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This worry is understandable. Automobile traffic is already a headache; what headaches might a slew of Segways bring to pedestrian traffic? The answer is far fuzzier than it should be. That’s because Kamen’s company has done a much better job prototyping the Segway than prototyping the Segway’s potential sidewalk impact.

The company’s lobbying efforts have been extraordinarily effective despite the paucity of its public- and pedestrian-impact research. But even superior lobbying goes only so far. In the hardball worlds of regulation, legislation, and litigation, the Segway cannot succeed unless it can be persuasively demonstrated that the vehicle’s public benefits exceed its imposed costs.

If the Segway is to have any chance of becoming a mass transportation medium, the makers of the vehicle must model its impact as rigorously as they modeled the technology. They have to provide satisfactory answers to such questions as: What does a San Francisco sidewalk look like with five Segways vying for space? How quickly do Dallas pedestrians move when Segways are proceeding in rows rather than single file? When does the density of Segways in a crowded New York City intersection create a tipping point that turns pedestrian gridlock into midtown mayhem? Presenting such simulations to city planners and aldermen would help Segway’s maker build credibility, trust, and insight into local circumstance.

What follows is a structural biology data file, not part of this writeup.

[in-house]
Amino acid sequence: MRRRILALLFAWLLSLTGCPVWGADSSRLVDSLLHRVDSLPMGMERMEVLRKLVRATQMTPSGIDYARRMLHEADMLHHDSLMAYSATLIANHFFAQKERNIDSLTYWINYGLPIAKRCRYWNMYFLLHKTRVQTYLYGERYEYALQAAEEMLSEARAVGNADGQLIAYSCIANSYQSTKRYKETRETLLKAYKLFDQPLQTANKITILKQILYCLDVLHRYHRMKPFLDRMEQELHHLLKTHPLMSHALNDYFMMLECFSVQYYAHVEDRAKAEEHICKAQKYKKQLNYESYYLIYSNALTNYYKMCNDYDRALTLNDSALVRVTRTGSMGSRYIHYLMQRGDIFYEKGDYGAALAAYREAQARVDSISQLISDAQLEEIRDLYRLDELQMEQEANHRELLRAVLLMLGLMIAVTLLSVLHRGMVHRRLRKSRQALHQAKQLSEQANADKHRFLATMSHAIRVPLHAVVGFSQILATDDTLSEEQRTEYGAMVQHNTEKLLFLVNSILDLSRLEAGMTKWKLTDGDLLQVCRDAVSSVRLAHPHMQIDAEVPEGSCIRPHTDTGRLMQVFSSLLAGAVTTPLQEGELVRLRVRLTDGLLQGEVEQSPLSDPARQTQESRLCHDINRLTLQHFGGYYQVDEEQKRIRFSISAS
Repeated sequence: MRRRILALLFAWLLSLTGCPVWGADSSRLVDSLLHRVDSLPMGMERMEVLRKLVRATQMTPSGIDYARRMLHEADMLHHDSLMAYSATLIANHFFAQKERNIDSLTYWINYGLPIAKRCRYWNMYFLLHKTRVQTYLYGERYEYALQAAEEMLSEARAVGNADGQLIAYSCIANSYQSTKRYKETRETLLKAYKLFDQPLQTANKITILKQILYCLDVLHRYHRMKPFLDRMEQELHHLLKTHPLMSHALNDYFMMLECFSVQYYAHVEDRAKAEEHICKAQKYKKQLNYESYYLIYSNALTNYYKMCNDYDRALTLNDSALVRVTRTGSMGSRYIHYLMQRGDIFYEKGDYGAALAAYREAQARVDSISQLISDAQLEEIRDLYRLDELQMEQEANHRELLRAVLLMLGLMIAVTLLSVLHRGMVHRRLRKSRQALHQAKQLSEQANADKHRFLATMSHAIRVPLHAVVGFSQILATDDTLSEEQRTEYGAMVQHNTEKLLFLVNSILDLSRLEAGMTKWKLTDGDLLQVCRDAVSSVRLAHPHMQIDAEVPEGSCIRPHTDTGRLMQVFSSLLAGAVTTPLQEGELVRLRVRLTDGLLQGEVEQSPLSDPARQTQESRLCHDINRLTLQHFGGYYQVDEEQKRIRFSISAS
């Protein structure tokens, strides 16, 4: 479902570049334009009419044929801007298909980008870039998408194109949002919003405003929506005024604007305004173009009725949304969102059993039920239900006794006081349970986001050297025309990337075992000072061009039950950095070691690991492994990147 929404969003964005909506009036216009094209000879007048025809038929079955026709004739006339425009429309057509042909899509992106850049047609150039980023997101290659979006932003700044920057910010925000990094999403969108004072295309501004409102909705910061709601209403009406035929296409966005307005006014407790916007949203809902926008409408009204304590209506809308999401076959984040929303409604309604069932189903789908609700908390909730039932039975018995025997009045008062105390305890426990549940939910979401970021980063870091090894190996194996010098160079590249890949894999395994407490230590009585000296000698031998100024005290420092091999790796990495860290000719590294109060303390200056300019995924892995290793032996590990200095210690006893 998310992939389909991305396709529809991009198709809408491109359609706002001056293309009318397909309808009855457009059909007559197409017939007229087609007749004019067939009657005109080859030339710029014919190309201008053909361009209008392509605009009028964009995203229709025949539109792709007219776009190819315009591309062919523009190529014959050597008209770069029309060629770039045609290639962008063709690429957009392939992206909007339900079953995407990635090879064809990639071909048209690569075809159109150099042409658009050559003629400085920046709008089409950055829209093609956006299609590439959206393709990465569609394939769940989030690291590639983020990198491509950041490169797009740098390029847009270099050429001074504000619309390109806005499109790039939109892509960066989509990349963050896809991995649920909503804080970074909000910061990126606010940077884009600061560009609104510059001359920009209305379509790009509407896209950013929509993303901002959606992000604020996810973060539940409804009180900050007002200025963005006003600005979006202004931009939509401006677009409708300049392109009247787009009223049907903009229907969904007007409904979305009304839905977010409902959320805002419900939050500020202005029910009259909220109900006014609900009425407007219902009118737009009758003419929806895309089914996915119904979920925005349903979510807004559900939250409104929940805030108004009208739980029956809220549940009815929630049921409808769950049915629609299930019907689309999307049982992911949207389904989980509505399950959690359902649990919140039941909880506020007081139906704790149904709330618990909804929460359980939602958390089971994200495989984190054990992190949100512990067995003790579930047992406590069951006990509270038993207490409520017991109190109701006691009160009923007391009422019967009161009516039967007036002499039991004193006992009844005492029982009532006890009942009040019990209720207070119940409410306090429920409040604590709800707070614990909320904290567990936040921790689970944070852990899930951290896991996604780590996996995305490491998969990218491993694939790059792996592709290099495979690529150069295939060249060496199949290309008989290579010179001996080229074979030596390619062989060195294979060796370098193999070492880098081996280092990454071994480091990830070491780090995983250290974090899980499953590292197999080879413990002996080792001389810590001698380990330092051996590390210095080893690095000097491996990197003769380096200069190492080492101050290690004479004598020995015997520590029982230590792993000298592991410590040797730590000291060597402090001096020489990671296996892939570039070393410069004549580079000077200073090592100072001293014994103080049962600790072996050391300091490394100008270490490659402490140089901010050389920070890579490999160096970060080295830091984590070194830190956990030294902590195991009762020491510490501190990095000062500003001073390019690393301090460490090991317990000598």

Recognizing this analytical gap, Segway announced in January that it would use Celebration, FL, Disney’s prefabricated city, as its most comprehensive test site for observing how well-or how poorly-Segways mix with the pedestrian masses. But that misses a terrific opportunity for innovators such as Kamen to simulate their inventions in the “real” world. Segway lends itself perfectly to computer modeling and simulation technologies that make public access easier to visualize and assess. It should be easy to simulate virtual Segways traveling the virtual sidewalks of San Francisco, Chicago, and Berlin. In the final analysis, giving legislators and the public tools that let them visualize and play with the possibilities posed by Segway-like innovations, Kamen could give the masses of potential customers the ultimate power to persuade themselves.

That’s the real innovation challenge Kamen confronts. Most people are pretty happy with their cars; alas, most people are pretty unhappy about having to drive them in traffic. For the Segway to survive the next round of regulatory infighting, the company should rely on its virtual abilities to simulate the sidewalk rather than its physical capacity to take customers for a ride.

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